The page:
Back when I was writing a book with Joel Schwartz on conventional air pollution around 2005, we were struck how the media everywhere covered the issue with a reverse Lake Woebegone effect: our local area has “some of the worst” air pollution in the whole country! Of course, even without looking at the actual data, this is obviously nonsense—if everywhere has “some of the worst” air pollution, then nowhere is worse than any place else. (For the record, California’s conventional air pollution levels back then were always way above just about anywhere else in the nation.)
Here’s a compilation we came up with from media coverage in the early 2000s:
Here are a few among many examples. Chicago, the Chicago Sun-Times reports, has “some of the worst air pollution in the nation.” The Dallas-Fort Worth area has “some of the country’s worst air” claims the Fort Worth Star-Telegram. The Baltimore Sun says Baltimore has “some of the worst air pollution in the country” as well. The New York metropolitan area? “some of the country’s dirtiest air” according to the Westchester Journal-News. Atlanta, according to the Atlanta Journal and Constitution, has “some of the worst air pollution in the country.” The Washington Post puts not only the Washington-Baltimore metropolitan area but also Phoenix in the “some of the worst air pollution” fraternity.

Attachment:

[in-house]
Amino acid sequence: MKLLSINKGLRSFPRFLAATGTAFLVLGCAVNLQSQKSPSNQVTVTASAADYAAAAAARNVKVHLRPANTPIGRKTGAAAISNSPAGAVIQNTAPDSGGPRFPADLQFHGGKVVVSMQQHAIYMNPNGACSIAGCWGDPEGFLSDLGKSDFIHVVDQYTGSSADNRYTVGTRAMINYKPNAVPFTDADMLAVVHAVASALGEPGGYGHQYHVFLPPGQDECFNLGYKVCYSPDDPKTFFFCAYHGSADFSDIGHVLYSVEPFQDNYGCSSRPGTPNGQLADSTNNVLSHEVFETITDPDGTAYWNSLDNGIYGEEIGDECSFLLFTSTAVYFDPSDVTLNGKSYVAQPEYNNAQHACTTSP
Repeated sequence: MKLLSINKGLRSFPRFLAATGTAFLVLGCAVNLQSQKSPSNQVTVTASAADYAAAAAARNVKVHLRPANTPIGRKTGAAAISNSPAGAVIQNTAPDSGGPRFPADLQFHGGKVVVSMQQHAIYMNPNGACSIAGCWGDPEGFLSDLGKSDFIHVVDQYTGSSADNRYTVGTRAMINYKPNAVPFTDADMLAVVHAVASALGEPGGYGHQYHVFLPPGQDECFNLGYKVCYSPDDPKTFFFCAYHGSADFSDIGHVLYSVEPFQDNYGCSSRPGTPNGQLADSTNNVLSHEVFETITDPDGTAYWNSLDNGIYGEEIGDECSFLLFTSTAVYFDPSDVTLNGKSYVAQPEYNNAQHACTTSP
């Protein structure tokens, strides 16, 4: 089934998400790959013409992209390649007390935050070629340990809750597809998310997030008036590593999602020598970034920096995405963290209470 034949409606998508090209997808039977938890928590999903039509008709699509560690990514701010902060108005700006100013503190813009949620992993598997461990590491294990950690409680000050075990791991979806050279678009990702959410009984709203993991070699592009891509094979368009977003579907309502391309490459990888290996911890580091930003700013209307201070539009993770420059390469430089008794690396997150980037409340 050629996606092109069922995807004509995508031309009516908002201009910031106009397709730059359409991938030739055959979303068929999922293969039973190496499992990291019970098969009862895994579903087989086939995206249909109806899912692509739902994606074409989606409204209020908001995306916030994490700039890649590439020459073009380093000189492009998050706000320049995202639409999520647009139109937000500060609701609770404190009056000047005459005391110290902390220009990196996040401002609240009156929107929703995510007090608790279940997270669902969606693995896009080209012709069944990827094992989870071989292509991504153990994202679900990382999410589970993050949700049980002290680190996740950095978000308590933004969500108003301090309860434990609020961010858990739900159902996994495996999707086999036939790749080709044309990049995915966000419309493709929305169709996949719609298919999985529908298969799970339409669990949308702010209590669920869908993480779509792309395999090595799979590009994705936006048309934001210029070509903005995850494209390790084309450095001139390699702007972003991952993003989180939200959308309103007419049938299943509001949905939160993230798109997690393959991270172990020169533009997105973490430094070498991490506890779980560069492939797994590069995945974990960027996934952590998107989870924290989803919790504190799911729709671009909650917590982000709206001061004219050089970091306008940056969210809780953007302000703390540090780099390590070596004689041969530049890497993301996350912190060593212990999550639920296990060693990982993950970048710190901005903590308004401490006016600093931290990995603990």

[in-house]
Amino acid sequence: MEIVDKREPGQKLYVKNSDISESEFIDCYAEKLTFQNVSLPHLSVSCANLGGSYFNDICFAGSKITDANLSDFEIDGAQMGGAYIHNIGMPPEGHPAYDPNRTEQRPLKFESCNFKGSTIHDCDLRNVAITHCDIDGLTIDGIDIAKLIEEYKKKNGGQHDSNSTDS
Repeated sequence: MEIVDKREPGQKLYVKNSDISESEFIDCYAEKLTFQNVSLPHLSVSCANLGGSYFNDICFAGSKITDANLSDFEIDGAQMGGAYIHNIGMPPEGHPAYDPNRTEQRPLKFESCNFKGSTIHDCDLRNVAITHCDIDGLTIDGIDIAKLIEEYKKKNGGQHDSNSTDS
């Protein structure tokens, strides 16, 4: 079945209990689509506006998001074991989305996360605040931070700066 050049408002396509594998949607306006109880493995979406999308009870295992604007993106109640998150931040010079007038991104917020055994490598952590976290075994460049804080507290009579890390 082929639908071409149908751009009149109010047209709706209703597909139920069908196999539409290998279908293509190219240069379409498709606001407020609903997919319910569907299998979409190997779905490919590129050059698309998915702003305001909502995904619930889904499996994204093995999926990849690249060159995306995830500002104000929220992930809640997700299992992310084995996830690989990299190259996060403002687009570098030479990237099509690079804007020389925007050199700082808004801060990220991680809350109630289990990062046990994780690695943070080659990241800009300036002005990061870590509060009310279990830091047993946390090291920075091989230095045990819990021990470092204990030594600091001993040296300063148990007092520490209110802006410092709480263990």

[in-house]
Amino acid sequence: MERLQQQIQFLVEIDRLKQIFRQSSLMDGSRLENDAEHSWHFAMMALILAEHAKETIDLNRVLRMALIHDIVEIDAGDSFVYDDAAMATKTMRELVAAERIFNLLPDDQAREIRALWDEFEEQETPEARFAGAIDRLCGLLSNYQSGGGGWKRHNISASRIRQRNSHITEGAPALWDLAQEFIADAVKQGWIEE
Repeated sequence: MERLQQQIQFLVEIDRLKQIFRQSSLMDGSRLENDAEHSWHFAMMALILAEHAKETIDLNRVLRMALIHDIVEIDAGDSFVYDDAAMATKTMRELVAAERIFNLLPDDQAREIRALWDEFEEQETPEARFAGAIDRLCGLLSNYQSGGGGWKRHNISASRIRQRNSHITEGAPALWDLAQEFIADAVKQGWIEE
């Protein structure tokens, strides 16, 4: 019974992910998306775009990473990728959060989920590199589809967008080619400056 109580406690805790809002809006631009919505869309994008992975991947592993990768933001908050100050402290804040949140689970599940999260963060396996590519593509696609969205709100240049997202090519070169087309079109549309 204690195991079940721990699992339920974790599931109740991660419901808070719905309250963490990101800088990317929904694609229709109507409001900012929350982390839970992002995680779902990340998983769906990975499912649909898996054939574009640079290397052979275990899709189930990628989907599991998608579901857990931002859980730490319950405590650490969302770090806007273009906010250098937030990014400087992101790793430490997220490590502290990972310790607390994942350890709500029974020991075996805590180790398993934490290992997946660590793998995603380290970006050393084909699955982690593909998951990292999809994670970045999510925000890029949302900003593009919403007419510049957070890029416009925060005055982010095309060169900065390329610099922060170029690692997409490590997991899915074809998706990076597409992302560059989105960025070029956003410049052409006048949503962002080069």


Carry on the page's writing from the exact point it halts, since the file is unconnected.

Sometimes it is entire states that have “some of the worst air pollution.” New Jersey, the Bergen County Recordsays, has “some of the worst air pollution in the country.” But just across the Hudson River the New York Times claims it is the State of New York that “has some of the nation’s dirtiest air,” but also that “the smog in Connecticut is among the worst in the nation.” Tennessee experiences “some of the worst air pollution in America,” according to the Chattanooga Times Free Press. Maryland is “faced with some of the worst air pollution in the country,” according to the Baltimore Sun.
The citations above came from journalists and editors, who get much of their information from environmental activists. But activists also make many “some of the worst” claims directly. For example, the New Jersey Public Interest Research Group claims, “Passaic County [New Jersey] suffers from some of the worst air pollution in the country.” North Carolina PIRG says North Carolina “has some of the worst air quality in the country.”Ohio PIRG claims it is Ohio that has “some of the worst air pollution of any state.” Tennessee Conservation Voters claims Tennessee has “some of the worst air pollution” in the country.” The New York chapter of the American Lung Association impugns New York State’s air as being “on par with some of the worst polluted air in the country.”
You’d think this would get embarrassing after a while. And today—guess what global environmental catastrophe is having disproportionate effects on local areas according to the media? If course you don’t have to guess, but someone has put together this nice montage that makes the point: